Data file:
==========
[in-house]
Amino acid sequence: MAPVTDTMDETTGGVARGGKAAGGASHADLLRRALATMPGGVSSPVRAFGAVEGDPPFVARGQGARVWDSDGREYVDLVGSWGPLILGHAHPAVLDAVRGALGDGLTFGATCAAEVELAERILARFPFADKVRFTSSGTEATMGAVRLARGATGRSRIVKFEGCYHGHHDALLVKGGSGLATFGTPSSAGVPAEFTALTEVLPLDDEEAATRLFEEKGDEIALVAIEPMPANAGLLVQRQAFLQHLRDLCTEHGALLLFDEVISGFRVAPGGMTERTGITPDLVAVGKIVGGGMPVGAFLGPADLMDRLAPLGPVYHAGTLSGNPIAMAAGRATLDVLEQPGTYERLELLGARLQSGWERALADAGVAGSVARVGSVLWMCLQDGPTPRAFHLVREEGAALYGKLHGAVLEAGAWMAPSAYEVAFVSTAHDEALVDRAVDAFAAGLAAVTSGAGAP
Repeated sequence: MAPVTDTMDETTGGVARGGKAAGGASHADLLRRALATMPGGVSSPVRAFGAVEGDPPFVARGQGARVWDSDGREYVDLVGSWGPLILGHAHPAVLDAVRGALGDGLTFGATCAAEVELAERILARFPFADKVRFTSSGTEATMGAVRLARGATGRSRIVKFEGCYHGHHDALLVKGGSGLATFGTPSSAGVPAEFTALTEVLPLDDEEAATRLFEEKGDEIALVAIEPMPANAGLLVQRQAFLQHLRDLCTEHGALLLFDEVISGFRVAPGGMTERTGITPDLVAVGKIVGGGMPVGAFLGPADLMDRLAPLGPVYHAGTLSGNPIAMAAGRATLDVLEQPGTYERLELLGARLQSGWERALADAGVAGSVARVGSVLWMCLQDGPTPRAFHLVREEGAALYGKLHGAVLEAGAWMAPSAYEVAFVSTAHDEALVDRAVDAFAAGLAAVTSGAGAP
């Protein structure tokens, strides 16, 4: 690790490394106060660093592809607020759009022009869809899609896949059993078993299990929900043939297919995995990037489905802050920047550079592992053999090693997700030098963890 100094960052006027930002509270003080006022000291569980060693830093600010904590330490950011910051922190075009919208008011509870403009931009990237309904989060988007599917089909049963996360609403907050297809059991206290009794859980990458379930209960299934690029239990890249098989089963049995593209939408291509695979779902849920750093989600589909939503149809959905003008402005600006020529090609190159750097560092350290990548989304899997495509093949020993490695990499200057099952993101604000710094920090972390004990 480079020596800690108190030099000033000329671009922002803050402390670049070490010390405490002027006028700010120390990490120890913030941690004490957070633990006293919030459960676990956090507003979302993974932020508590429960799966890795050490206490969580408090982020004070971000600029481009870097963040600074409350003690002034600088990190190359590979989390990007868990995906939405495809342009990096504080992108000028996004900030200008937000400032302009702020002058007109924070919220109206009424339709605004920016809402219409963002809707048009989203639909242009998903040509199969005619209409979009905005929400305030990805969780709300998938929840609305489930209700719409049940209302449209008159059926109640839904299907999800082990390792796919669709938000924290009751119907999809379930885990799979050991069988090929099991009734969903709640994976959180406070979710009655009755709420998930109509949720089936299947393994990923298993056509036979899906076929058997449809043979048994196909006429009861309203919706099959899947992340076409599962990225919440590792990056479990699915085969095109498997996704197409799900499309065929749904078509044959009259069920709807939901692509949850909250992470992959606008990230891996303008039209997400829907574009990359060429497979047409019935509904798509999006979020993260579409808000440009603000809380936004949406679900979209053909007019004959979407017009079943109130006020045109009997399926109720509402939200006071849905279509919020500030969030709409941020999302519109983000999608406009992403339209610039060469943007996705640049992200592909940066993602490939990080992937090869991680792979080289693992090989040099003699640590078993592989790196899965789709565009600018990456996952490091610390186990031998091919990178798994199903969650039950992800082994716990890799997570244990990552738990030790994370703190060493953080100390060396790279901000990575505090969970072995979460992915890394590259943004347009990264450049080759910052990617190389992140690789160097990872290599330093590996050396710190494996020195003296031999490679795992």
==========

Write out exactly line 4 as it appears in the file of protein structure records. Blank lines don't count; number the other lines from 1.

């Protein structure tokens, strides 16, 4: 690790490394106060660093592809607020759009022009869809899609896949059993078993299990929900043939297919995995990037489905802050920047550079592992053999090693997700030098963890 100094960052006027930002509270003080006022000291569980060693830093600010904590330490950011910051922190075009919208008011509870403009931009990237309904989060988007599917089909049963996360609403907050297809059991206290009794859980990458379930209960299934690029239990890249098989089963049995593209939408291509695979779902849920750093989600589909939503149809959905003008402005600006020529090609190159750097560092350290990548989304899997495509093949020993490695990499200057099952993101604000710094920090972390004990 480079020596800690108190030099000033000329671009922002803050402390670049070490010390405490002027006028700010120390990490120890913030941690004490957070633990006293919030459960676990956090507003979302993974932020508590429960799966890795050490206490969580408090982020004070971000600029481009870097963040600074409350003690002034600088990190190359590979989390990007868990995906939405495809342009990096504080992108000028996004900030200008937000400032302009702020002058007109924070919220109206009424339709605004920016809402219409963002809707048009989203639909242009998903040509199969005619209409979009905005929400305030990805969780709300998938929840609305489930209700719409049940209302449209008159059926109640839904299907999800082990390792796919669709938000924290009751119907999809379930885990799979050991069988090929099991009734969903709640994976959180406070979710009655009755709420998930109509949720089936299947393994990923298993056509036979899906076929058997449809043979048994196909006429009861309203919706099959899947992340076409599962990225919440590792990056479990699915085969095109498997996704197409799900499309065929749904078509044959009259069920709807939901692509949850909250992470992959606008990230891996303008039209997400829907574009990359060429497979047409019935509904798509999006979020993260579409808000440009603000809380936004949406679900979209053909007019004959979407017009079943109130006020045109009997399926109720509402939200006071849905279509919020500030969030709409941020999302519109983000999608406009992403339209610039060469943007996705640049992200592909940066993602490939990080992937090869991680792979080289693992090989040099003699640590078993592989790196899965789709565009600018990456996952490091610390186990031998091919990178798994199903969650039950992800082994716990890799997570244990990552738990030790994370703190060493953080100390060396790279901000990575505090969970072995979460992915890394590259943004347009990264450049080759910052990617190389992140690789160097990872290599330093590996050396710190494996020195003296031999490679795992």